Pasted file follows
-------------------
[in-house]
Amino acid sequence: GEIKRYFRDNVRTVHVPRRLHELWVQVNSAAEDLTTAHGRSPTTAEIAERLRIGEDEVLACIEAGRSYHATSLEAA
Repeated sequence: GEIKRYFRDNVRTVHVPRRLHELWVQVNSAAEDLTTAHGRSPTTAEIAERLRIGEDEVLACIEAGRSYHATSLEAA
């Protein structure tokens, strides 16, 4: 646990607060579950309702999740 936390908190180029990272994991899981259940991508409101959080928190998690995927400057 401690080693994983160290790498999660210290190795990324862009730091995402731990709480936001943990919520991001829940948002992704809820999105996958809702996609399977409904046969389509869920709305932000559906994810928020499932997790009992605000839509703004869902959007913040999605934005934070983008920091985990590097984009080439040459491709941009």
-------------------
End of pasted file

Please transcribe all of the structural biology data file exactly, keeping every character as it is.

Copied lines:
[in-house]
Amino acid sequence: GEIKRYFRDNVRTVHVPRRLHELWVQVNSAAEDLTTAHGRSPTTAEIAERLRIGEDEVLACIEAGRSYHATSLEAA
Repeated sequence: GEIKRYFRDNVRTVHVPRRLHELWVQVNSAAEDLTTAHGRSPTTAEIAERLRIGEDEVLACIEAGRSYHATSLEAA
């Protein structure tokens, strides 16, 4: 646990607060579950309702999740 936390908190180029990272994991899981259940991508409101959080928190998690995927400057 401690080693994983160290790498999660210290190795990324862009730091995402731990709480936001943990919520991001829940948002992704809820999105996958809702996609399977409904046969389509869920709305932000559906994810928020499932997790009992605000839509703004869902959007913040999605934005934070983008920091985990590097984009080439040459491709941009």